“This is everything I ever wanted since I was 11,” showrunner Steven Moffat explains. “A live show, with all the coolest Doctor Who monsters, a proper story, and brand new material for Matt Smith’s Doctor. I’ll be writing scenes for it – and probably attending every single night.”

Doctor Who’s composer Murray Gold is also on board the tour which kicks-off at Wembley on October 8.

Tickets are on sale on Friday.

Source: Digital Spy

Doctor Who returns to the BBC Proms in 2010 with brand-new Time Lord Matt Smith and his assistant, Karen Gillan, both joining the family spectacular in person.

The BBC National Orchestra of Wales, who record the sound-tracks for the series, provide intergalactic music such as Murray Gold’s music from the TV show, plus a selection of classical favourites, including Wagner’s Ride Of The Valkyries, Holst’s Mars, from The Planets, and Orff’s Carmina Burnana.

Doctor Who first came to the Proms in 2008 and proved to be one of the hottest tickets that season – this year one of the performances will be broadcast by BBC Three.

The August Bank Holiday also boasts two more big family concerts – a morning Children’s Prom offers a dazzling journey through the life and times of the orchestra, including plenty of surprises and opportunities to take part along the way, while the National Children’s Chamber Orchestra and the National Youth Chamber Orchestra, join the young professionals of the Aurora Orchestra and conductor Nicholas Collon in this kid’s extravaganza.

In the evening, the BBC Concert Orchestra teams up with Keith Lockhart, long-time conductor of the Boston Pops, for English classics and US pizzazz. He leads a giant audience-participation moment, in You Must Remember This – A Cinematic Singalong, and a Proms Family Orchestra and Chorus made up of families from Cornwall and London join the full forces of the BBC Concert Orchestra to perform the world premiere of PK, a BBC commission from Graham Fitkin.

Families in Cornwall are invited to join London families to perform a new BBC commission from Graham Fitkin, as part of an ambitious Family Orchestra and Chorus event with the BBC Concert Orchestra on Bank Holiday Monday (30 August).

This builds on the success of last year’s project, which put a Proms Family Orchestra at the heart of a Royal Albert Hall Proms concert for the first time when families from Salford and London joined the BBC Philharmonic in the Free Prom.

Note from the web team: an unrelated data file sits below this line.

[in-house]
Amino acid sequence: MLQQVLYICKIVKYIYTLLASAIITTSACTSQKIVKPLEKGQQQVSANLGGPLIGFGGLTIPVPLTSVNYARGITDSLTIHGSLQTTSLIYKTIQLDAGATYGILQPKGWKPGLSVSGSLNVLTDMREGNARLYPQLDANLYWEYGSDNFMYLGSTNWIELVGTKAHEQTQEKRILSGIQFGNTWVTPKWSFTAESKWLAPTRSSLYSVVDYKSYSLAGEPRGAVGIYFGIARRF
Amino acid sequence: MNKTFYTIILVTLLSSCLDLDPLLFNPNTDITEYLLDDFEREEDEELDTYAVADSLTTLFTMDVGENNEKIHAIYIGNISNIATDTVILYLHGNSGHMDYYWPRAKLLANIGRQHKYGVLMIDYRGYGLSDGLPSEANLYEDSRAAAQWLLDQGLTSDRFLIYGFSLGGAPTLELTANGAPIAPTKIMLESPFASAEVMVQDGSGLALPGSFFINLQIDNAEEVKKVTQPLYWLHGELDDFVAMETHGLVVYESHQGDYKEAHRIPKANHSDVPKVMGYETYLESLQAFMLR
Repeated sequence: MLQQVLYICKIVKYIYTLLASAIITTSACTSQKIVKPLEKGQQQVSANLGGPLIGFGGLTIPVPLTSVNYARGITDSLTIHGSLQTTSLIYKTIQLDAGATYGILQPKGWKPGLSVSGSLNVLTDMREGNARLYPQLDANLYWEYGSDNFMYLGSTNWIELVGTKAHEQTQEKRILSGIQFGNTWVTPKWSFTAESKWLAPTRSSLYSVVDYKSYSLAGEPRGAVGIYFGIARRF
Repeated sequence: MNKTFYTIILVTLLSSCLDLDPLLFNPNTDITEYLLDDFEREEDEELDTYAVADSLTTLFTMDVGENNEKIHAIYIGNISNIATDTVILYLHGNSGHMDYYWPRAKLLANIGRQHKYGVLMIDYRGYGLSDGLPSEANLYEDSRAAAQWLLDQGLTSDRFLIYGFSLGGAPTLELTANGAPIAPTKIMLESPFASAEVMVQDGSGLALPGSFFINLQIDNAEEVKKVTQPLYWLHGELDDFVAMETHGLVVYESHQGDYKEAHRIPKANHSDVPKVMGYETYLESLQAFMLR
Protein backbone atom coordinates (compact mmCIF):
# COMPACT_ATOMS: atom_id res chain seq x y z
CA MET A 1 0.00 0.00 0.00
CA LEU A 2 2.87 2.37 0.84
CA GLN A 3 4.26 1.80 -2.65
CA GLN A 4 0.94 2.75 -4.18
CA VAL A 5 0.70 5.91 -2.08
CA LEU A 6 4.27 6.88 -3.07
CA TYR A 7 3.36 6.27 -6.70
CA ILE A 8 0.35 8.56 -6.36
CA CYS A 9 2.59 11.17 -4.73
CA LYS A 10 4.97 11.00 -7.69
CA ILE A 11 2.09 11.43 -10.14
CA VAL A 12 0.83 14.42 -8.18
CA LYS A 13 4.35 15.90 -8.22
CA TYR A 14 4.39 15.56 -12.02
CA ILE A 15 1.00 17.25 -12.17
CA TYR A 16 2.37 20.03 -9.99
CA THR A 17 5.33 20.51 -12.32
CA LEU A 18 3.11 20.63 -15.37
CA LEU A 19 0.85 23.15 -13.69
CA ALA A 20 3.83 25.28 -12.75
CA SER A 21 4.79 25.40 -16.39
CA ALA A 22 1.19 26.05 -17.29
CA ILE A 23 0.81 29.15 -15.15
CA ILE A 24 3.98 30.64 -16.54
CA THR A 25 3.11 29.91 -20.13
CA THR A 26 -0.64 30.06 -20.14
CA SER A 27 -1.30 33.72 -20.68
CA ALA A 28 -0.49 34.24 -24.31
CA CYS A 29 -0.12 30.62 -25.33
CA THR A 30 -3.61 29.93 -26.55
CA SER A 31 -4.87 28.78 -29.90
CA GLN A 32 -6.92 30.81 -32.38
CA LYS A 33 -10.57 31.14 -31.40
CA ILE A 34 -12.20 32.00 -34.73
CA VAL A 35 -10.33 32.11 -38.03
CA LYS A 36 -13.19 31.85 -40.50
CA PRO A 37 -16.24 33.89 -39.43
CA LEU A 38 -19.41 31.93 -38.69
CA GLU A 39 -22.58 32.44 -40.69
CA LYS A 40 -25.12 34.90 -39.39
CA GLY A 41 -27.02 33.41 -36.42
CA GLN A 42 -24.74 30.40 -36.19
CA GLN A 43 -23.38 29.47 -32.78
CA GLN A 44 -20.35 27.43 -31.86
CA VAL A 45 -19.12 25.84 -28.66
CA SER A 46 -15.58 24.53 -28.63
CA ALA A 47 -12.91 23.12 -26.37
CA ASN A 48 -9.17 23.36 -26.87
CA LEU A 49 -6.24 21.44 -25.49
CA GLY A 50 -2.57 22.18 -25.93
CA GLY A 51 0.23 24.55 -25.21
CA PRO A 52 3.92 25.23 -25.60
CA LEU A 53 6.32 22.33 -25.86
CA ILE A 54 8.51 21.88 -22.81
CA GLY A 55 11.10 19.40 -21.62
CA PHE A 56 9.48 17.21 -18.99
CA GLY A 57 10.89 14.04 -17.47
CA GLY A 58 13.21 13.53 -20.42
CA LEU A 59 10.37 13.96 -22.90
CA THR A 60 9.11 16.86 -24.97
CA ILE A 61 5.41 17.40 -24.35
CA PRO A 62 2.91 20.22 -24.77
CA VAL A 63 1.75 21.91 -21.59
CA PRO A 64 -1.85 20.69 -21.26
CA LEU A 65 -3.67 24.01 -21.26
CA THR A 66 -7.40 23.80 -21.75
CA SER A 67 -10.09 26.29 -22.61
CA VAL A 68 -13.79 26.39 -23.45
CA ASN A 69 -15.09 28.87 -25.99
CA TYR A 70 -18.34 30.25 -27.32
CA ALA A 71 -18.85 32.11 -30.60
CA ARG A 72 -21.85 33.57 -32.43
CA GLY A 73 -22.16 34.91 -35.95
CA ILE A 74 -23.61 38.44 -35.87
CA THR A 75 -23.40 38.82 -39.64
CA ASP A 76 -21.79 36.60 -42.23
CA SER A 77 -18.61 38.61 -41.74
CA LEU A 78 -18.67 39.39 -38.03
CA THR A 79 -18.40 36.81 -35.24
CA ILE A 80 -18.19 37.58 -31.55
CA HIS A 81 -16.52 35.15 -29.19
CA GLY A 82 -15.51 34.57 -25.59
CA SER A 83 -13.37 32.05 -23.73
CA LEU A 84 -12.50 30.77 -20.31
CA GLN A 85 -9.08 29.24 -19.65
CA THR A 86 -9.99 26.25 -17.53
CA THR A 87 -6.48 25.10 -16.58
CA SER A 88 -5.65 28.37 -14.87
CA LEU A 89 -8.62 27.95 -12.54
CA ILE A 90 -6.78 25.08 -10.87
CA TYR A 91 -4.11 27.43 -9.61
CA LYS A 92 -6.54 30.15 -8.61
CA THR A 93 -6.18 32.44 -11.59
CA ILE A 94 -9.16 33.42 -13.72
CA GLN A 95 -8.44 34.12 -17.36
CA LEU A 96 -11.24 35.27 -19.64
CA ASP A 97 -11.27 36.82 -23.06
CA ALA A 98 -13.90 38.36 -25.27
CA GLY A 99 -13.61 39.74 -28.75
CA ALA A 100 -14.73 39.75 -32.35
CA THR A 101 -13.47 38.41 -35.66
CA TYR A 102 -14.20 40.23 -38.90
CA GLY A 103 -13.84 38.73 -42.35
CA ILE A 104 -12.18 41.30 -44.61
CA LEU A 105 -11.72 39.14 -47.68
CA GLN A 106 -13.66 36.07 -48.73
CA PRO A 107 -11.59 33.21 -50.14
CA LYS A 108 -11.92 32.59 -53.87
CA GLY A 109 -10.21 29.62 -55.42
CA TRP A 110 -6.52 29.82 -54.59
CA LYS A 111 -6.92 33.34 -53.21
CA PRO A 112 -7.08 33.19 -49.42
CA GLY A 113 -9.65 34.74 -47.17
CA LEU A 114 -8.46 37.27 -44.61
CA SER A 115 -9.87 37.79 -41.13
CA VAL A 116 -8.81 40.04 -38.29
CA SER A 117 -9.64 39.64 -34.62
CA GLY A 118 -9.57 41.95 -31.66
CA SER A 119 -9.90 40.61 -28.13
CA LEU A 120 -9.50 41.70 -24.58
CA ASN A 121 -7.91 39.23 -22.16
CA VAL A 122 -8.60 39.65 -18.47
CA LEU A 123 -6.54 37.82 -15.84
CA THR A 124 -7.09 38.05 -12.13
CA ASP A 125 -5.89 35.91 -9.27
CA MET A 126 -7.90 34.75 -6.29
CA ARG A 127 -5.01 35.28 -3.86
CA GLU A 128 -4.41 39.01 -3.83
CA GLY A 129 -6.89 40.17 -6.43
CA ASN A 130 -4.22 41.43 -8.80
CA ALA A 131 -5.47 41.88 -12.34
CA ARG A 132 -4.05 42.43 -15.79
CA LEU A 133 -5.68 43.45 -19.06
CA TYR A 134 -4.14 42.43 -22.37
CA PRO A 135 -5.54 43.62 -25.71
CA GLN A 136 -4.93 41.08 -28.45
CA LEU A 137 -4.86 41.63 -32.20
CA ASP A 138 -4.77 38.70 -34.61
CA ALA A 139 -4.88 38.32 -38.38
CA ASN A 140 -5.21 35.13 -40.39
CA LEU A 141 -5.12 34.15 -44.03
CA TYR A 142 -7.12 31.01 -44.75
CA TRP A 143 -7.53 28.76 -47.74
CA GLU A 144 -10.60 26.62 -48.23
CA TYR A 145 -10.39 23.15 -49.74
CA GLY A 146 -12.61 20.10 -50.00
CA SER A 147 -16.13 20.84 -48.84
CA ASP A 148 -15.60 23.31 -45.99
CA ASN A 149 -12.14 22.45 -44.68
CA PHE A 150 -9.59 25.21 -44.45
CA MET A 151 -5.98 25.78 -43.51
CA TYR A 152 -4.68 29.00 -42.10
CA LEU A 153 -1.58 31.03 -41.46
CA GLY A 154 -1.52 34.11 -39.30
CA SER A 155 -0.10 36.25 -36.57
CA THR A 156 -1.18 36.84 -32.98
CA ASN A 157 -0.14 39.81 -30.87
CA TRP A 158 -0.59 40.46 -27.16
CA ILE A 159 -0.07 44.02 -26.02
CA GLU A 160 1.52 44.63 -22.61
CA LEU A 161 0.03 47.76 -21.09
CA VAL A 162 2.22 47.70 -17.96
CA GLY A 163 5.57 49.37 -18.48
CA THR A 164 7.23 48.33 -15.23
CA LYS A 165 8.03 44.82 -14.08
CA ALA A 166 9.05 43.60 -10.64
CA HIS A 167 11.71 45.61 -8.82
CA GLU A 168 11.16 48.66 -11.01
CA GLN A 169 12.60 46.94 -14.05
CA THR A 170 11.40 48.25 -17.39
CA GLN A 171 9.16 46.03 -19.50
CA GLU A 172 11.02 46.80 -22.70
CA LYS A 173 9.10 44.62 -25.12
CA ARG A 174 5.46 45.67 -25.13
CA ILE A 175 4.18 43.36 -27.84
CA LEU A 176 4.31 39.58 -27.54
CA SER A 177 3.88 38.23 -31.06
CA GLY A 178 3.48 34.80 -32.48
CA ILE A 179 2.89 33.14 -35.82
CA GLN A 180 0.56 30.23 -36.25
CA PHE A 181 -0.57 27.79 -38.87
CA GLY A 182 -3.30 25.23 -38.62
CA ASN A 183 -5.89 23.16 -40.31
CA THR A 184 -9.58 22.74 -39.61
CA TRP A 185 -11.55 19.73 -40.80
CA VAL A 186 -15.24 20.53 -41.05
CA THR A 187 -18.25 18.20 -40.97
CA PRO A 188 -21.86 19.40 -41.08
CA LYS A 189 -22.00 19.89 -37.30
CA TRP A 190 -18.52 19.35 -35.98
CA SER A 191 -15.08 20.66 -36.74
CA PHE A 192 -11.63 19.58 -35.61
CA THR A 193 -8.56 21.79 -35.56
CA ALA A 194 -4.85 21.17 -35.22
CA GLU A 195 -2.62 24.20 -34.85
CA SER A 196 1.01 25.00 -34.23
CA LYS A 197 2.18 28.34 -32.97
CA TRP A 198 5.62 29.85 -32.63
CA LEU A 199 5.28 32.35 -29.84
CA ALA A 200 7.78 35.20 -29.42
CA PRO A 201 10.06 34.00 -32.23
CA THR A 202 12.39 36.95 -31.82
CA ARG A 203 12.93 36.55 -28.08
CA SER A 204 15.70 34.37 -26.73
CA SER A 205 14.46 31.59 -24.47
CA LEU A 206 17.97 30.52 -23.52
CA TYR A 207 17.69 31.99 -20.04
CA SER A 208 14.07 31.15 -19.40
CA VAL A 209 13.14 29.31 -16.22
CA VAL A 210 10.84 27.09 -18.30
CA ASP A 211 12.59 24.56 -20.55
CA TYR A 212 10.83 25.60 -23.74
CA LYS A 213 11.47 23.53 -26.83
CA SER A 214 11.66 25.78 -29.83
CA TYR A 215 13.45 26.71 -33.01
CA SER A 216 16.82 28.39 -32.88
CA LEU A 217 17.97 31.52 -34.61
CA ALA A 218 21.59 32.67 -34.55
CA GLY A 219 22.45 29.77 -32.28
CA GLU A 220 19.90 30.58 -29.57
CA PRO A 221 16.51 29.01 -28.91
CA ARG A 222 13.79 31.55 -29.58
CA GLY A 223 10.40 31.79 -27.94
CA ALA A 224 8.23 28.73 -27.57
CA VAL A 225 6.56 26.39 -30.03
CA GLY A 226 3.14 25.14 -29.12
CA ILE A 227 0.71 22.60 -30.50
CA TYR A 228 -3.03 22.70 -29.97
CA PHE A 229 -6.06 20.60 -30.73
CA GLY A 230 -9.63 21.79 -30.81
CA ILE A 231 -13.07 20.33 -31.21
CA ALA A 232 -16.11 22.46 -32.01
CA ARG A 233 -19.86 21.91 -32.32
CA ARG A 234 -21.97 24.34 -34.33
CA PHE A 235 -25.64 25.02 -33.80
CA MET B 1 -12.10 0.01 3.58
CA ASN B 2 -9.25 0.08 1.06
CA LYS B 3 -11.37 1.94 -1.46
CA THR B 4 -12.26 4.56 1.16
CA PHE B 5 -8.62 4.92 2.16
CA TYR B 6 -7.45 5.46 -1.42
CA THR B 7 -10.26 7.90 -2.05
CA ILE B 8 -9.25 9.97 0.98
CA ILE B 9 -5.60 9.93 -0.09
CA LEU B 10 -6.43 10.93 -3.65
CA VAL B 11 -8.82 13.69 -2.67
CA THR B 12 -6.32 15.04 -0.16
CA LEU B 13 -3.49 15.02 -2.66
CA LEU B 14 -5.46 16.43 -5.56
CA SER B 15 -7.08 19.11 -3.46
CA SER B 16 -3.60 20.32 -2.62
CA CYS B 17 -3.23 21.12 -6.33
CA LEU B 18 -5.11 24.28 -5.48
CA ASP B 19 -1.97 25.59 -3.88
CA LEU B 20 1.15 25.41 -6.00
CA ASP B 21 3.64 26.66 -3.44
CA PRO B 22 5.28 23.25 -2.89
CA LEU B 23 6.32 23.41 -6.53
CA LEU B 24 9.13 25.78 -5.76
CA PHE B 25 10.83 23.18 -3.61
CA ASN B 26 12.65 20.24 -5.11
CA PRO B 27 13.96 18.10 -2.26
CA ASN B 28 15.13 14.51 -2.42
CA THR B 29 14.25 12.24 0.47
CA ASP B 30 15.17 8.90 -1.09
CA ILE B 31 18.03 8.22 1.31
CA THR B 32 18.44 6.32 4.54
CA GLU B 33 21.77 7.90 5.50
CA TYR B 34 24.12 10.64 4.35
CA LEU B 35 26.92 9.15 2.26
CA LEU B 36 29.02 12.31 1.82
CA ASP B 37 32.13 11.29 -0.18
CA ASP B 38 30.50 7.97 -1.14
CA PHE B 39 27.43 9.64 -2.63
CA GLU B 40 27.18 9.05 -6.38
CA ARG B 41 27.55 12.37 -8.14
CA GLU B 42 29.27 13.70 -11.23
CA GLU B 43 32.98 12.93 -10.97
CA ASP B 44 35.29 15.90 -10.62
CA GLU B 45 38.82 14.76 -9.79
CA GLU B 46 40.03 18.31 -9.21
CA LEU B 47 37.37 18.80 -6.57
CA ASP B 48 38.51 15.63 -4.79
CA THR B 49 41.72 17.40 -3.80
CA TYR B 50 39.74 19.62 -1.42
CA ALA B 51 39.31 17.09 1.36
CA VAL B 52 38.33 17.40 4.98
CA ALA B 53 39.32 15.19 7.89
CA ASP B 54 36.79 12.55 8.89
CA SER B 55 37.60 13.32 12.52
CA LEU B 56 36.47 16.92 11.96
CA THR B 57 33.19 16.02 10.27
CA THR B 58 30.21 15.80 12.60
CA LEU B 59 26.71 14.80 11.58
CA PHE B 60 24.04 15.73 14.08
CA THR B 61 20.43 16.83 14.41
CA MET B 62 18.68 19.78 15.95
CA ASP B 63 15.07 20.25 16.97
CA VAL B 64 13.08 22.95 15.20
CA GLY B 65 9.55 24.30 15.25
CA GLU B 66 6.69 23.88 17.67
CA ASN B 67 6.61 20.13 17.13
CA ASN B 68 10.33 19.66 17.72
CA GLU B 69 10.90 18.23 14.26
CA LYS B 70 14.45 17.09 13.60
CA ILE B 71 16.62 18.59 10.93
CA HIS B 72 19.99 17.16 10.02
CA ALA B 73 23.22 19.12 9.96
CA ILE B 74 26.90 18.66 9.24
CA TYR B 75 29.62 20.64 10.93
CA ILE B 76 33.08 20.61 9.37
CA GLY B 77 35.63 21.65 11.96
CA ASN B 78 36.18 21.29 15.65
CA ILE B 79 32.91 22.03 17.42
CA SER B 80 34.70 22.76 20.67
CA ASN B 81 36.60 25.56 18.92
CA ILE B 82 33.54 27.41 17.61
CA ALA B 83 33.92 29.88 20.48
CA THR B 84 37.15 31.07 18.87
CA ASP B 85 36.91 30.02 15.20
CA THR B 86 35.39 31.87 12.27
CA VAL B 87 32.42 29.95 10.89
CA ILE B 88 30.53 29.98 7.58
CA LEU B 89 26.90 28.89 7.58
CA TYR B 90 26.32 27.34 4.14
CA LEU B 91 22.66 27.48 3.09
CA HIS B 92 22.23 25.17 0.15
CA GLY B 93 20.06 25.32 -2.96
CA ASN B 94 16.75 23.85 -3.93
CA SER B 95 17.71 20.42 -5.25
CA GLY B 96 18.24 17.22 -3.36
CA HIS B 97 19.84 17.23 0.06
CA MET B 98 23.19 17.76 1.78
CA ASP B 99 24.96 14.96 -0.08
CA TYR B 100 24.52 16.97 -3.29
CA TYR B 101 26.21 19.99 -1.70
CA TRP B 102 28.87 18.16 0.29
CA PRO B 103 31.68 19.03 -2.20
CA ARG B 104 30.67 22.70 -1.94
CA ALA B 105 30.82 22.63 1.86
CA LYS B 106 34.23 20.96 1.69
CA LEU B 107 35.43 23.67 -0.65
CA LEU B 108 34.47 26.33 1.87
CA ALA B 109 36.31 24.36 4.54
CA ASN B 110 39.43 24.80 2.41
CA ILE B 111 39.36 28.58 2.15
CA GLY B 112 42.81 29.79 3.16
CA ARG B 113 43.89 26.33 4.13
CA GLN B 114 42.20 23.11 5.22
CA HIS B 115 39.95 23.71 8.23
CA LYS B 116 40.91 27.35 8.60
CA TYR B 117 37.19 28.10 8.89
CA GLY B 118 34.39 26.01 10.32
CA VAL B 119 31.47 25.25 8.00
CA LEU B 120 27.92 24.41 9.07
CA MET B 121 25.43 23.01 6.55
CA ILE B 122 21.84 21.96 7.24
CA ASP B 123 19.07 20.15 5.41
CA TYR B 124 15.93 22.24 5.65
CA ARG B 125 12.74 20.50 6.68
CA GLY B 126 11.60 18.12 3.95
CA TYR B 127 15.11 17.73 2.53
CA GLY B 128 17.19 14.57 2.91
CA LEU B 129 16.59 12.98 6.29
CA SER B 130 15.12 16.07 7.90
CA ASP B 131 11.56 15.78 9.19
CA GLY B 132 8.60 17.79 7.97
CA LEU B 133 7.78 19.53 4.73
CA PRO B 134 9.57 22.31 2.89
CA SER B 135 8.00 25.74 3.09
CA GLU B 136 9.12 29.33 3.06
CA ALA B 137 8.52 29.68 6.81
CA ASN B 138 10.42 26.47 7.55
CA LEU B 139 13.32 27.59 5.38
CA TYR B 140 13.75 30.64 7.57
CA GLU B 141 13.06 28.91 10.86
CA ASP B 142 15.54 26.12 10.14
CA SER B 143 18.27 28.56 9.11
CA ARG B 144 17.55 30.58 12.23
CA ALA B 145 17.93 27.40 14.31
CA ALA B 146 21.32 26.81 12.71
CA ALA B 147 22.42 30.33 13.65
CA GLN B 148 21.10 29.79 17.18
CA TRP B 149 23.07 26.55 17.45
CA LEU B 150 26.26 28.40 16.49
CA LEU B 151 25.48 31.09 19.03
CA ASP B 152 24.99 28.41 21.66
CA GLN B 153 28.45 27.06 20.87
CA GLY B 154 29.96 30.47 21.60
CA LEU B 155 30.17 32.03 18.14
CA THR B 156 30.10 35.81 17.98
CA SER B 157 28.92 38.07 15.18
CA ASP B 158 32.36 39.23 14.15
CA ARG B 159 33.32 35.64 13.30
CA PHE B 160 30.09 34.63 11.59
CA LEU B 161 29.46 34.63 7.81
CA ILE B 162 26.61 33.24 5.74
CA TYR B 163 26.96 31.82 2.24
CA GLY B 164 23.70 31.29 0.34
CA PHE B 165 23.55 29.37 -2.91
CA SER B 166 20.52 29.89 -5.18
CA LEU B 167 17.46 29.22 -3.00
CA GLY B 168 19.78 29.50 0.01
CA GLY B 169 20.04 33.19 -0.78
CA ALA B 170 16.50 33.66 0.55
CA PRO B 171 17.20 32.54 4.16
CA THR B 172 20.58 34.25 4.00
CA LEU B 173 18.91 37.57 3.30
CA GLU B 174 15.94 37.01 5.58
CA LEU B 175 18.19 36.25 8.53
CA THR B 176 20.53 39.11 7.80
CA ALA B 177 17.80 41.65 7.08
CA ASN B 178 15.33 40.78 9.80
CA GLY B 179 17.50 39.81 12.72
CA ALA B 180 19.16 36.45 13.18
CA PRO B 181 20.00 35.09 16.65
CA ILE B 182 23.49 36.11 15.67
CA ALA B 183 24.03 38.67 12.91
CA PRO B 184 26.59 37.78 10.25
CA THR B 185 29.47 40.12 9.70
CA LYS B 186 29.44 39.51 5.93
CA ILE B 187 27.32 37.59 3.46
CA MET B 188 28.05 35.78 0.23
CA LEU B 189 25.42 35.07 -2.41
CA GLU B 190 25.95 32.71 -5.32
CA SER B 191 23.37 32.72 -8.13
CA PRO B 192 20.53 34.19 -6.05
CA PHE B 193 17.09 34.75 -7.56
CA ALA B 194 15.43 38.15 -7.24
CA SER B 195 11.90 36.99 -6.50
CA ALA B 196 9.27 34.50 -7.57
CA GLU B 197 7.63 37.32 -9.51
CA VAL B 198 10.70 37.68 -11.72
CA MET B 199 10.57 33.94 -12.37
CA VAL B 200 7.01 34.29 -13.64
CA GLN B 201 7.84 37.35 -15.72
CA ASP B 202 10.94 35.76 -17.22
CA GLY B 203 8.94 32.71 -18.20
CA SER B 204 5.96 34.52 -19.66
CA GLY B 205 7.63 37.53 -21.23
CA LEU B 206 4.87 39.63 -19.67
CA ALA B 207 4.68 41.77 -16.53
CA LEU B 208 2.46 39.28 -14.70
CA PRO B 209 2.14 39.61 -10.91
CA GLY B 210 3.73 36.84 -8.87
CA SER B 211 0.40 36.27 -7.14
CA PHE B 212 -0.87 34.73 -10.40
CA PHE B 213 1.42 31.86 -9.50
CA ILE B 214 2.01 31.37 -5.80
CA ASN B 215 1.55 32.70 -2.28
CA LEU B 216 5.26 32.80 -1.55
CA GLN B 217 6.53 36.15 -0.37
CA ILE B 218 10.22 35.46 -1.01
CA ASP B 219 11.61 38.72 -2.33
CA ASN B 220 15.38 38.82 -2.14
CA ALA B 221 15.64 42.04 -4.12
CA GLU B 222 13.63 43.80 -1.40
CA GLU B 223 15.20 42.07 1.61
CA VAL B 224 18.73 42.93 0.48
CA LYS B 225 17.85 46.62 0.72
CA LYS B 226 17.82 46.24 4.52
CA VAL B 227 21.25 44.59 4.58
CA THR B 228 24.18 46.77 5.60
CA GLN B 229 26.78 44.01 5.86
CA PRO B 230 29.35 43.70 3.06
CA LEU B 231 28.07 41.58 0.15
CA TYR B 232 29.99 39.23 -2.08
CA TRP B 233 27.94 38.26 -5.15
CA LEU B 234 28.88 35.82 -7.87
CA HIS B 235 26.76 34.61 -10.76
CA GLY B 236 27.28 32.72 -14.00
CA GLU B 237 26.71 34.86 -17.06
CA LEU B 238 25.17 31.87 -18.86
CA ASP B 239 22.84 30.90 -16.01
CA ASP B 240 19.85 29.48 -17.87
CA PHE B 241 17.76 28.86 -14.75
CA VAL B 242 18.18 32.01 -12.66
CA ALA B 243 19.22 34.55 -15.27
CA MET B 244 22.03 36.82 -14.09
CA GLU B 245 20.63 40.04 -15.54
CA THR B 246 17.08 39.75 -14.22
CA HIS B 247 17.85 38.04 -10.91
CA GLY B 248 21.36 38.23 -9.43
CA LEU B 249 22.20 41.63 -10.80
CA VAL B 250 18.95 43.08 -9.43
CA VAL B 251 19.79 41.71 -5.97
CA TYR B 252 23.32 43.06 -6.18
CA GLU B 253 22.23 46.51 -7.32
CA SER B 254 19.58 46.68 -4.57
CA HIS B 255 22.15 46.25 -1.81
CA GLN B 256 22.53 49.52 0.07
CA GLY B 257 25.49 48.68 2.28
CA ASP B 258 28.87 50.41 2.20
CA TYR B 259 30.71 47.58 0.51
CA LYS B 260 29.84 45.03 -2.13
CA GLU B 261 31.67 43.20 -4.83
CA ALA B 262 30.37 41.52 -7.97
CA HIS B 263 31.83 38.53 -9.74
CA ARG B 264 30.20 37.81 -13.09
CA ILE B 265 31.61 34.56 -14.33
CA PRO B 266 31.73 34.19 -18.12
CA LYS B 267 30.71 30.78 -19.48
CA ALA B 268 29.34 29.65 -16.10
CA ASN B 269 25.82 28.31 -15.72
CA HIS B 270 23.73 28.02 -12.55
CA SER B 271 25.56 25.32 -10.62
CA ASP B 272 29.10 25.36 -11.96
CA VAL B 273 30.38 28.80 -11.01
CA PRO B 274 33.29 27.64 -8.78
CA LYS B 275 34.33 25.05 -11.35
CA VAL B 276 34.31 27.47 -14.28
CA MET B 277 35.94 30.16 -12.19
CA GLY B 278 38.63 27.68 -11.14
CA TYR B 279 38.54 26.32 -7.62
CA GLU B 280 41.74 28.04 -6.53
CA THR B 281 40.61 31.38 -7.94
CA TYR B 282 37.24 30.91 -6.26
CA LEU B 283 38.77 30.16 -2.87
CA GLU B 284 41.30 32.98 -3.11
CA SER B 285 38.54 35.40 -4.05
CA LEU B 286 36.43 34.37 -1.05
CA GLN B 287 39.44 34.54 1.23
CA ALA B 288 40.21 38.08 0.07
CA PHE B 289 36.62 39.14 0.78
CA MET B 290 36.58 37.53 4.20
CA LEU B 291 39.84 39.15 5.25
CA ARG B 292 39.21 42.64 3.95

The Proms Plus series at the Royal College of Music presents lots of ways for kids and families to get involved. Seven Family Music Intros offer dynamic, participatory workshops. Led by a team of presenters and musicians from the performing orchestras, these events reveal the stories and highlights of the concerts that they precede.

There are a further six Proms Family Orchestra events, inviting family members of all ages and abilities to sit alongside professional musicians and singers to make music.

For the first time, the BBC Proms is teaming up with the Royal College of Music Learning programme, RCM SPARKS, to offer a whole programme of different musical activities for six- to 18-year-olds throughout the season.

The BBC Proms is the world’s biggest classical music festival, featuring concerts by world-renowned artists, taking place daily over two months every summer at London’s Royal Albert Hall.

For 116 years, the festival has been introducing audiences to the imaginative world of classical music in a relaxed and informal way and, in recent years, putting on more and more concerts and free events for families.

There are more ways than ever for children to learn, participate and be inspired throughout the season and seats for all 89 BBC Proms concerts (excluding the Last Night of the Proms) are half price for under-16s.

Tickets are now available online at, by telephone: 0845 401 5040 and in person at the Royal Albert Hall.